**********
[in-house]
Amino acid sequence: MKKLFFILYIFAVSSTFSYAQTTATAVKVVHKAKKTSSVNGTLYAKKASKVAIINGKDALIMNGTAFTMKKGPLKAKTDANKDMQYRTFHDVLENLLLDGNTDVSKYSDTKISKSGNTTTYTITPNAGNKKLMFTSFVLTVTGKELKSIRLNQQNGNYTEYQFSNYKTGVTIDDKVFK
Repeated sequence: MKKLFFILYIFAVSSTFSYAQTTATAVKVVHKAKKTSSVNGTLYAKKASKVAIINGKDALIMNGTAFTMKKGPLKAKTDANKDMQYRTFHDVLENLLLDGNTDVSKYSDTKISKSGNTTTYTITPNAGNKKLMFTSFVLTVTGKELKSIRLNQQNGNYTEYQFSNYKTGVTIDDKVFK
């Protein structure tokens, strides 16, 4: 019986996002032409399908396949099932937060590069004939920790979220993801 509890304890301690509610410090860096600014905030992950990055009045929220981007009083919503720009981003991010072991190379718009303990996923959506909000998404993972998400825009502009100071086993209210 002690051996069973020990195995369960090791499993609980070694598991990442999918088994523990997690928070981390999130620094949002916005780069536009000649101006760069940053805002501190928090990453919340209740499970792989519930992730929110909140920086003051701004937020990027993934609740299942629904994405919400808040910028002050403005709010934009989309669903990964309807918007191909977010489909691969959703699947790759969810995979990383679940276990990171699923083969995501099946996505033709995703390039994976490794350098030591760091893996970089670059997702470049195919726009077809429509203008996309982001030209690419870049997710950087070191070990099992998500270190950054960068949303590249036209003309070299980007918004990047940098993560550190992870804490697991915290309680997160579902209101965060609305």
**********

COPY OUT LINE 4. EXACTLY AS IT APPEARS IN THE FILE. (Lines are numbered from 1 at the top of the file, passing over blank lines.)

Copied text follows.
């Protein structure tokens, strides 16, 4: 019986996002032409399908396949099932937060590069004939920790979220993801 509890304890301690509610410090860096600014905030992950990055009045929220981007009083919503720009981003991010072991190379718009303990996923959506909000998404993972998400825009502009100071086993209210 002690051996069973020990195995369960090791499993609980070694598991990442999918088994523990997690928070981390999130620094949002916005780069536009000649101006760069940053805002501190928090990453919340209740499970792989519930992730929110909140920086003051701004937020990027993934609740299942629904994405919400808040910028002050403005709010934009989309669903990964309807918007191909977010489909691969959703699947790759969810995979990383679940276990990171699923083969995501099946996505033709995703390039994976490794350098030591760091893996970089670059997702470049195919726009077809429509203008996309982001030209690419870049997710950087070191070990099992998500270190950054960068949303590249036209003309070299980007918004990047940098993560550190992870804490697991915290309680997160579902209101965060609305």